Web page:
Capitalist control is much more indirect since it’s a question of the government, parliament and the voters accepting capitalism and of capitalism being able to function only in the interests of the capitalist class, meaning that governments have no choice but to pursue policies, including how the armed forces are used, that are in the interest of the capitalist class. That’s why they end up being mere “errand boys and girls” for the capitalist class, not because they take direct orders from them. Since in fact the capitalist class is not a monolithic bloc but is made up of sections with differing interests over trade, taxation, etc they require a forum in which to debate and settle such differences; that forum is not the annual conference of the CBI but parliament where the section that has the support of a parliamentary majority gets its way.
   
In all developed capitalist countries, such as Britain and Canada, the government does firmly control the armed forces. It is only in economically backward countries (such as Spain in the 1930s and even there a part of the armed forces did obey the government – that’s why there was a civil war) where the armed forces can play an independent political role. As capitalism develops in these countries, together with a stronger and more self-confident capitalist class, the pressure arises to tell the armed forces to stay out of politics and to bring them under parliamentary control.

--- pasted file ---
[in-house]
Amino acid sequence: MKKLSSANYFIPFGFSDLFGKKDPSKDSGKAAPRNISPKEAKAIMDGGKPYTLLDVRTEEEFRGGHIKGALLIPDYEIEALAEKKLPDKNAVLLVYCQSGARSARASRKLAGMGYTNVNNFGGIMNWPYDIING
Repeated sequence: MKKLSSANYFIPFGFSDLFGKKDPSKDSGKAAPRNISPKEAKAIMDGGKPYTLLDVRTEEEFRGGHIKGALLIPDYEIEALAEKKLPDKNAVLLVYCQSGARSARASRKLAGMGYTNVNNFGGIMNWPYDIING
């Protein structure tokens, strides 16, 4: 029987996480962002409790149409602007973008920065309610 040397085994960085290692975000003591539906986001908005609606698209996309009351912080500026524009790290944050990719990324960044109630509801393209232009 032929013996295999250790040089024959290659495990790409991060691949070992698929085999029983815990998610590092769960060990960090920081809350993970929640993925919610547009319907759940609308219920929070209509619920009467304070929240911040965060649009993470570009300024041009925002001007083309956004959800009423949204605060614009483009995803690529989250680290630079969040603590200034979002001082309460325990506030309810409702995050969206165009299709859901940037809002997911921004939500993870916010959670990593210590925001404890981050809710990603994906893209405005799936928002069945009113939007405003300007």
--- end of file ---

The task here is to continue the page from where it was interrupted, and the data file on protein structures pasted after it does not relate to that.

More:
Capitalist control of parliament, the government and the armed forces depends, then, in developed capitalist countries, on the base of the structure – the voters, the overwhelming majority of whom are workers – accepting capitalism. When this base rejects capitalism then the structure that guarantees the capitalist class control of the government and the armed forces is bound to collapse one way or another. Our strategy is that the socialist-minded working class majority should try to bring this about with a minimum of social disruption and violence, by sending a majority of socialist delegates – socialist errand boys and girls – to parliament and take over political control, so depriving the capitalist class of the possibility of using the armed forces to protect themselves.
    
If a minority of recalcitrant pro-capitalists were to seek to resort to violence to defy the politically-expressed will of the majority for socialism, obviously they would have to be dealt with, as we pointed out in 1955. But, frankly, we don’t see that, faced with a socialist majority legitimately in control of political power, even the top brass of the armed forces, let alone the rank and file (who will, as you point out, also be influenced by socialist ideas) would throw in their lot with a doomed hypothetical revolt by a recalcitrant pro-capitalists minority.